August 2, 2017
Rachel Baye

The General Assembly created a commission in the spring to protect Marylanders’ health insurance coverage from changes to the Affordable Care Act or Medicaid funding. The commission met for the first time Tuesday, and even though Republican efforts to repeal the Affordable Care Act failed in Congress last week, state lawmakers were far from relieved.

The meeting was initially scheduled for after Congress voted on changes to the Affordable Care Act so that the commission members would presumably know what they were up against. Instead, the members faced uncertainty.

“Now we know that it’s chaos — we’re constantly being threatened — so we have to be vigilant,” said Del. Joselina Peña-Melnyk, one of the commission’s co-chairs.

One of the biggest questions is whether President Donald Trump’s administration will continue subsidizing insurance companies to help lower costs for low-income earners, said Deputy Attorney General Carolyn Quattrocki, who previously ran Maryland’s Health Benefit Exchange.

“Even the uncertainty creates issues, and the actual withholding of those payments would be quite devastating,” she said.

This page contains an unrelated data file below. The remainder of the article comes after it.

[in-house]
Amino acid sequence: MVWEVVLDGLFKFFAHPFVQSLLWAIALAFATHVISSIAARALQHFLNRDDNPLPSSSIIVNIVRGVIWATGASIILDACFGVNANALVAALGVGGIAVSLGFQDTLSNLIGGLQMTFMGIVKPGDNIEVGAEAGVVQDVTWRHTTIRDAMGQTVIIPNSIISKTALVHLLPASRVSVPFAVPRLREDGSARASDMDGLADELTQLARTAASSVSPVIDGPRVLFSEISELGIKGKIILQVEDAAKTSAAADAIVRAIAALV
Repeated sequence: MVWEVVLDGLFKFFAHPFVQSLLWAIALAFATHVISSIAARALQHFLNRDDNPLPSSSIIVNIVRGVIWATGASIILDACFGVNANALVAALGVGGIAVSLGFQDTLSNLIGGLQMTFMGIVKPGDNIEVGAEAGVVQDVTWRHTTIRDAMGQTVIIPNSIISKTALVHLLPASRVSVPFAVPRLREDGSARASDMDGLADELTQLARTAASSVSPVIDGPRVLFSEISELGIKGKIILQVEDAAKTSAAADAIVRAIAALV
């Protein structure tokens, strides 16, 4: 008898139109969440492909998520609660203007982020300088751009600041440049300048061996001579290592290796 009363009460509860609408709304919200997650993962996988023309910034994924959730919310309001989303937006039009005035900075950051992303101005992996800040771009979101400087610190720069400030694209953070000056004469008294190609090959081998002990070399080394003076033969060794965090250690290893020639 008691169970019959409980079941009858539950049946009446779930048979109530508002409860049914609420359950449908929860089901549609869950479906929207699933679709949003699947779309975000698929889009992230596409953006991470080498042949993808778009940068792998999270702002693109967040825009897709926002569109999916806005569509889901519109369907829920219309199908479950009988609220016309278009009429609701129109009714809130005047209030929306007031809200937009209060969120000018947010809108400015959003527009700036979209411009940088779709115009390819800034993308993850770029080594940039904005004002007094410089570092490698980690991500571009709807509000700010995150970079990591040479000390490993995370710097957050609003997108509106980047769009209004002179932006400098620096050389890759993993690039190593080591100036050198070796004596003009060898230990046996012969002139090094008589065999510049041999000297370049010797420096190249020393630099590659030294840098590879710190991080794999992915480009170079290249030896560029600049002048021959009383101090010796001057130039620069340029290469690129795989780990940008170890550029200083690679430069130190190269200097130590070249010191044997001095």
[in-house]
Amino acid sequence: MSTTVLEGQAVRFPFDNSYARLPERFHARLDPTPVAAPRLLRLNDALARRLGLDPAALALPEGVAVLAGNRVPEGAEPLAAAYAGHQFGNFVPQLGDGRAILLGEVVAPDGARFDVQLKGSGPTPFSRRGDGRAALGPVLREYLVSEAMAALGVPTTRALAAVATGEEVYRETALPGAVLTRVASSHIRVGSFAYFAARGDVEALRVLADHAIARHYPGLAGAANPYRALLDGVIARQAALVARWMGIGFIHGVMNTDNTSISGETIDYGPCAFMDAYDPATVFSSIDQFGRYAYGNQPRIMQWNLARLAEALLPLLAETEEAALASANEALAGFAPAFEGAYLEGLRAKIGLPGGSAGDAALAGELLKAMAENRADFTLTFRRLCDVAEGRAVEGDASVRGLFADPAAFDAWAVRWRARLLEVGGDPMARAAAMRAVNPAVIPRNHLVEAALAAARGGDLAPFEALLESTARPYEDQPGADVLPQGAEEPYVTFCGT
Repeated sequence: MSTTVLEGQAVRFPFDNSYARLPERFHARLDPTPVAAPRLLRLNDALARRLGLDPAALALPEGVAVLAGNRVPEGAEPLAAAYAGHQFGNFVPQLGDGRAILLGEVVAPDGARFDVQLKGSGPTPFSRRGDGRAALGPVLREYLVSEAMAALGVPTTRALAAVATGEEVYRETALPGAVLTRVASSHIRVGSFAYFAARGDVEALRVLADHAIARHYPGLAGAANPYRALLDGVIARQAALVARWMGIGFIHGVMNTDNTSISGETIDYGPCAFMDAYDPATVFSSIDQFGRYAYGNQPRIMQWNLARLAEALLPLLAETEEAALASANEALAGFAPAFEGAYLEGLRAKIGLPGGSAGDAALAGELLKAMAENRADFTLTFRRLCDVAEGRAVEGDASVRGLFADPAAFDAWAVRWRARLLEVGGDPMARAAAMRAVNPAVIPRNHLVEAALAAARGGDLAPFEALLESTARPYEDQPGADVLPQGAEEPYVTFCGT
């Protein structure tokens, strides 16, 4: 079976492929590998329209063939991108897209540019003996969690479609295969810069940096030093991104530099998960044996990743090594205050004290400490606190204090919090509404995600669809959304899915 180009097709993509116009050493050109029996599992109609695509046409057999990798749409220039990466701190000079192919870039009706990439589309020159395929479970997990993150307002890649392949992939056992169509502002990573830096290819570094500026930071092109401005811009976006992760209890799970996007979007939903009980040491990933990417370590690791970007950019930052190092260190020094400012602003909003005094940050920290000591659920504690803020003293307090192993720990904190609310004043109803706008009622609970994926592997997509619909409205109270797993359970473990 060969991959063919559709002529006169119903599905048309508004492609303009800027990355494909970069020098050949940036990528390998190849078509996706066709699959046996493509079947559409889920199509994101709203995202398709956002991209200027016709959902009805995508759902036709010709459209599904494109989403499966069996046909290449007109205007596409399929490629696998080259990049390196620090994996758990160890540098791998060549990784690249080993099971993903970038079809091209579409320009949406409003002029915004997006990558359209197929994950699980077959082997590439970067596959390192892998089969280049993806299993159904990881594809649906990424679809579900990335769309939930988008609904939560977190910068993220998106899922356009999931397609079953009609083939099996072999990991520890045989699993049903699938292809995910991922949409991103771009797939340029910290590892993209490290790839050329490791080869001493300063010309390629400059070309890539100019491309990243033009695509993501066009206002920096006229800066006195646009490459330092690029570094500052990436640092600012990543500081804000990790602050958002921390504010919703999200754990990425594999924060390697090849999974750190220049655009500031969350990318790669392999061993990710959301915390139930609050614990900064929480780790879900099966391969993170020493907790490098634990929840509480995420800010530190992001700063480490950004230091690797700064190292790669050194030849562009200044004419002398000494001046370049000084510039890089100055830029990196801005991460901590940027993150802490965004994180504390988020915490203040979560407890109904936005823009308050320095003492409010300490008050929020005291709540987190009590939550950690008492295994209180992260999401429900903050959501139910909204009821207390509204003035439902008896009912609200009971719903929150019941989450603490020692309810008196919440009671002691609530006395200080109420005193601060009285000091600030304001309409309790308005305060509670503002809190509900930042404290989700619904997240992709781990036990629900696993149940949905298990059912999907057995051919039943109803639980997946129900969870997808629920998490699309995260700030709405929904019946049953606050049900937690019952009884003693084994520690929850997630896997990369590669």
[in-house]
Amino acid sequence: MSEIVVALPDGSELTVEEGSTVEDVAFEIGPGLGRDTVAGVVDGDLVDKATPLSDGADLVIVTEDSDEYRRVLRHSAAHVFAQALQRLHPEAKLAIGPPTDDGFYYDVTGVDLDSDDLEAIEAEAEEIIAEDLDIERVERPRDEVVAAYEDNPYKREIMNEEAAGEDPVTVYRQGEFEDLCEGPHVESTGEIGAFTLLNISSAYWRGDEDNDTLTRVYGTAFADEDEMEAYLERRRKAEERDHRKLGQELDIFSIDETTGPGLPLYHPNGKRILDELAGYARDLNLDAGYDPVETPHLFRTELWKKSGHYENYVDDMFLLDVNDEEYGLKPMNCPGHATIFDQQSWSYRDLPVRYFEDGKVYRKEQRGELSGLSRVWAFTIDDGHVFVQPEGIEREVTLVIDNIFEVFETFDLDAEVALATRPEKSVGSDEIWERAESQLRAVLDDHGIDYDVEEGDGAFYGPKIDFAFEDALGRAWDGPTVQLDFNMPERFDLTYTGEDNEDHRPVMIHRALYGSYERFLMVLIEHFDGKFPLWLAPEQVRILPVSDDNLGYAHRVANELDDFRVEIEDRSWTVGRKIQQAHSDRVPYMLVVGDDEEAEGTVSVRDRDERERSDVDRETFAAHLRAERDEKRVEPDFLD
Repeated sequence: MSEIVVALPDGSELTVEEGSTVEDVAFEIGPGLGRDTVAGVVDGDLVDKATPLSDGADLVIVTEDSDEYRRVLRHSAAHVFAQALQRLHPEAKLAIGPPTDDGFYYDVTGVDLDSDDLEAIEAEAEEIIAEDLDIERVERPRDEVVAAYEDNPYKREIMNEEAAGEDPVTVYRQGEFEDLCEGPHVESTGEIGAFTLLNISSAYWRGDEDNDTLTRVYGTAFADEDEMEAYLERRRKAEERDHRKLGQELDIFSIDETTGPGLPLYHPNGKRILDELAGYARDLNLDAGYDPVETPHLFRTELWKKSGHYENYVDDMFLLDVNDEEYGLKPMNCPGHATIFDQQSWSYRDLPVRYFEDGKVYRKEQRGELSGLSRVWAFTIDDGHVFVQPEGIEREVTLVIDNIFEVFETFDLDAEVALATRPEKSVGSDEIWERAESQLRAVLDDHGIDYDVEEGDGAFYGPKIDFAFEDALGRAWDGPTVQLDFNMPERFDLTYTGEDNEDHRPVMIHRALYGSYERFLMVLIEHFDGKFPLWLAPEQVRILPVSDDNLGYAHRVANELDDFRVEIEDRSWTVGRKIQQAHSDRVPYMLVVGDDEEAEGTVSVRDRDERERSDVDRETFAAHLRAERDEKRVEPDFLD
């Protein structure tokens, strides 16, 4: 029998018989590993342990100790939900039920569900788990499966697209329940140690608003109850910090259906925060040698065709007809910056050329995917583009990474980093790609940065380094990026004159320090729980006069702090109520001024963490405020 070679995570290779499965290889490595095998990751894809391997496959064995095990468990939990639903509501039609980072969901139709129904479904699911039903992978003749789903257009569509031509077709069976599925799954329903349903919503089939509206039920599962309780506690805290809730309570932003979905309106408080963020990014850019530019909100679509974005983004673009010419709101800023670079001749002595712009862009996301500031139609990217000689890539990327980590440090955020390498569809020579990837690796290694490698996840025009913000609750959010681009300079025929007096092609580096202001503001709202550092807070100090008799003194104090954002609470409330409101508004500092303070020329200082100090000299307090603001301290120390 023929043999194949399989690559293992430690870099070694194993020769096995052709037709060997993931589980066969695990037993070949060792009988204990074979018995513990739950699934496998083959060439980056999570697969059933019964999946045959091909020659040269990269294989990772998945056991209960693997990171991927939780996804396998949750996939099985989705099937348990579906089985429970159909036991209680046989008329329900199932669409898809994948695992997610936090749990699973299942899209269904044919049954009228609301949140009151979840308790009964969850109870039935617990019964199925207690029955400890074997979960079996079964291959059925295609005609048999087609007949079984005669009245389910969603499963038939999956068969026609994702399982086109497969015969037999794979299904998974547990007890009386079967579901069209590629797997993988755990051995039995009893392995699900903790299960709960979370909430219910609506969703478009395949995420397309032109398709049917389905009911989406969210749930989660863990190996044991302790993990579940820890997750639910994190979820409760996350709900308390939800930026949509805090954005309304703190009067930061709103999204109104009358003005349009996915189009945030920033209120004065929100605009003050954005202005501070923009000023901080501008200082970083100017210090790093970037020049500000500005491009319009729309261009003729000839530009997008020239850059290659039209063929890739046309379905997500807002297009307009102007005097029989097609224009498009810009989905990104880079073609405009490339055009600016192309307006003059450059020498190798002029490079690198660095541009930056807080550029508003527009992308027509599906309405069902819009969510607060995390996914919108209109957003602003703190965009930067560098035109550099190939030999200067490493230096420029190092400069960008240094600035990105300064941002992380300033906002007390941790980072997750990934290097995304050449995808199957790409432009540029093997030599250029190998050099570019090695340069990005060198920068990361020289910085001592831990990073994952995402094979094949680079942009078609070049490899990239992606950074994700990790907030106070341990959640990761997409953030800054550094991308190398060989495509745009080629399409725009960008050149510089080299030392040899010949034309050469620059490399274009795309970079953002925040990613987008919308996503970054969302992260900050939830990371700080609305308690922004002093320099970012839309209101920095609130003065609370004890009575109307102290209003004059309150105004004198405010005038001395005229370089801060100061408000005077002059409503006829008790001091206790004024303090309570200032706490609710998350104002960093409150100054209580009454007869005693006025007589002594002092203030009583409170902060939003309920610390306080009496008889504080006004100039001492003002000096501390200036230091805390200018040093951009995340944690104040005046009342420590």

Insurers have warned that without the subsidies, they will raise rates significantly.

To counter the uncertainty surrounding the future of the subsidies, some states have asked insurers to submit two rate proposals, one with the subsidies and one without, Quattrocki said. She suggested Maryland consider doing the same.

Also unclear is whether the federal government will enforce the Affordable Care Act’s “individual mandate,” the requirement that individuals buy health insurance, a staple of the law.

“Currently the IRS is accepting [tax] returns without the attestation that people have insurance,” Quattrocki told the commission. “Through regulation, they could allow more exceptions to the mandate, which would be problematic.”

Quattrocki said this particular uncertainty was behind 40 percent of one Maryland insurer’s requested rate hike.

She also warned that if these issues aren’t resolved, people would likely lose their health insurance.


Last modified: August 3, 2017